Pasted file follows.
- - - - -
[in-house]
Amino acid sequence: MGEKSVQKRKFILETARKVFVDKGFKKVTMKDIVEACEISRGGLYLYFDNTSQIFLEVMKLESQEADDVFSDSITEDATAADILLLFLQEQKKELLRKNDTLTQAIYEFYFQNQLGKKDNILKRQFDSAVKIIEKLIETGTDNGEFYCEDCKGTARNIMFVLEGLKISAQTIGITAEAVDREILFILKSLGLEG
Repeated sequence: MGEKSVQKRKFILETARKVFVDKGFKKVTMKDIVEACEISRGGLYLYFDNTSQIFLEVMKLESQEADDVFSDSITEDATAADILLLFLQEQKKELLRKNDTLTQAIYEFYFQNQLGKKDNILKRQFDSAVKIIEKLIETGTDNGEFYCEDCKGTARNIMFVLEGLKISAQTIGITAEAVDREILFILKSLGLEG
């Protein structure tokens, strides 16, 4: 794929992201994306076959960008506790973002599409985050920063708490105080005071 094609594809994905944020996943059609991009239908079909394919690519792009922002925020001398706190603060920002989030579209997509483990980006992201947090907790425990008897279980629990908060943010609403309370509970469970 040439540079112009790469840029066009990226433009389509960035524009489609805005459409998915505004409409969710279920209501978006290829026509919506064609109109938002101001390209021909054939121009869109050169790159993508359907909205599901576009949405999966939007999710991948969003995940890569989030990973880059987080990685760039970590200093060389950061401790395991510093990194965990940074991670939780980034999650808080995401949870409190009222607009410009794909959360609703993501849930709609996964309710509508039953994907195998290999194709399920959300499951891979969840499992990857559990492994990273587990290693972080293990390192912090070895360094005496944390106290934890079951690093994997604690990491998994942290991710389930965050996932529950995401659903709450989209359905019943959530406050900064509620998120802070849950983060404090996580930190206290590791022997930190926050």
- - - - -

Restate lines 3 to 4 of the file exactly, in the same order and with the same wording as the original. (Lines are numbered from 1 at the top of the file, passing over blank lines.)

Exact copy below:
Repeated sequence: MGEKSVQKRKFILETARKVFVDKGFKKVTMKDIVEACEISRGGLYLYFDNTSQIFLEVMKLESQEADDVFSDSITEDATAADILLLFLQEQKKELLRKNDTLTQAIYEFYFQNQLGKKDNILKRQFDSAVKIIEKLIETGTDNGEFYCEDCKGTARNIMFVLEGLKISAQTIGITAEAVDREILFILKSLGLEG
């Protein structure tokens, strides 16, 4: 794929992201994306076959960008506790973002599409985050920063708490105080005071 094609594809994905944020996943059609991009239908079909394919690519792009922002925020001398706190603060920002989030579209997509483990980006992201947090907790425990008897279980629990908060943010609403309370509970469970 040439540079112009790469840029066009990226433009389509960035524009489609805005459409998915505004409409969710279920209501978006290829026509919506064609109109938002101001390209021909054939121009869109050169790159993508359907909205599901576009949405999966939007999710991948969003995940890569989030990973880059987080990685760039970590200093060389950061401790395991510093990194965990940074991670939780980034999650808080995401949870409190009222607009410009794909959360609703993501849930709609996964309710509508039953994907195998290999194709399920959300499951891979969840499992990857559990492994990273587990290693972080293990390192912090070895360094005496944390106290934890079951690093994997604690990491998994942290991710389930965050996932529950995401659903709450989209359905019943959530406050900064509620998120802070849950983060404090996580930190206290590791022997930190926050």